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Re: [APD] Re: Drilling tanks
Acrylic. Used them on that. Wood? I don't think it would be
a very good application -- toothless carbide hole saws just
don't clear away enough material to keep cutting without
burning the wood. Even toothed hole saws can be tricky on
wood unless it's doorskin or something similar. As a rule,
it's better to slice or shave wood than to grind it away.
Depending on the size and depth, I'd rather use a forstner
bit on wood. Or a twist drill for most holes about 5/8" or
The glass boring bits you mentioned, and which you have
tested, sound like a good compromise between economy and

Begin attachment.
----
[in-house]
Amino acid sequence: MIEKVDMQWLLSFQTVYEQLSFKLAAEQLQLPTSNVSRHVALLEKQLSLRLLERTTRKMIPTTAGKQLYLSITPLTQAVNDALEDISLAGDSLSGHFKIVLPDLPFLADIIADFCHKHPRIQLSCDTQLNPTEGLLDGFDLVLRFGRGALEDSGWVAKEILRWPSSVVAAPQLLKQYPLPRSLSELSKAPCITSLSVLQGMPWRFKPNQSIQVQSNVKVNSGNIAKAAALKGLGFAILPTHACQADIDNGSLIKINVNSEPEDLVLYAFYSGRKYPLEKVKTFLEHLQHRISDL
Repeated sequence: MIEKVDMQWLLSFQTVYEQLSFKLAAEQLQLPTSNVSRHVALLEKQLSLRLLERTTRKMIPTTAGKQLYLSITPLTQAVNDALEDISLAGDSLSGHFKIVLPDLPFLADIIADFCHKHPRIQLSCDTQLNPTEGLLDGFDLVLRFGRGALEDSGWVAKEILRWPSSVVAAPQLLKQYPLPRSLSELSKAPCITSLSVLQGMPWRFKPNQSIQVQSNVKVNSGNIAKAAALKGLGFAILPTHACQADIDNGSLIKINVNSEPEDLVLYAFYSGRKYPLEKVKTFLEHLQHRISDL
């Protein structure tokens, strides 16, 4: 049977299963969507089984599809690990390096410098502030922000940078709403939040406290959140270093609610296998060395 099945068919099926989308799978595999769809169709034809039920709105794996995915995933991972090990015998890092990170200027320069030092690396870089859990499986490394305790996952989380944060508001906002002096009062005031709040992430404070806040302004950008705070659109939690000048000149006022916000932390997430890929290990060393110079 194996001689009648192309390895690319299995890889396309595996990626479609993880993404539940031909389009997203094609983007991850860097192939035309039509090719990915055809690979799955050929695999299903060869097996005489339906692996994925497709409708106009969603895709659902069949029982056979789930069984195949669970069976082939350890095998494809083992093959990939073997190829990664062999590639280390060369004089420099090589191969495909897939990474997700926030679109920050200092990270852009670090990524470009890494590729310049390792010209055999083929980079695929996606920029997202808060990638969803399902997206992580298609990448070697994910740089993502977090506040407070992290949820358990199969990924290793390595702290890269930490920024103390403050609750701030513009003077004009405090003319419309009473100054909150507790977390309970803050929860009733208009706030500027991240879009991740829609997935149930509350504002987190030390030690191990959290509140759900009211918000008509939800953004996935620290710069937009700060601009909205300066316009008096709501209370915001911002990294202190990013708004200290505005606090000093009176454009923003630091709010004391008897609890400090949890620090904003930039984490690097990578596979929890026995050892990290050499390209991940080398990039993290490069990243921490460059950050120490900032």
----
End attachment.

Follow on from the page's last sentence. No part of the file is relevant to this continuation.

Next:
effectiveness for boring glass.
--- BAshcraft at BrashearLP_com wrote:
> > Date: Wed, 10 Mar 2004 09:22:31 -0800 (PST)
> > From: "S. Hieber" <shieber at yahoo_com>
> > Subject: Re: [APD] Re: Drilling tanks
> > You can get even cheaper ones at Home Depot. they're
> > for acrylic, not so hot for glass. Besides not cutting
> > glass well (thus the need for the carbide) they often
> > pretty far off center and aren't always perpendicular
> > the shaft, both of which tend to create wobble, rough
> > holes, and very tired hands.
> > You get what you pay for; it's an inexpensive way to
> The hole saws you buy at home depot are NOT for glass.
> They are for wood,
> acrylic and sometimes thin sheetmetal. Trying to drill
> glass with one of
> these is guaranteeing a broken tank.
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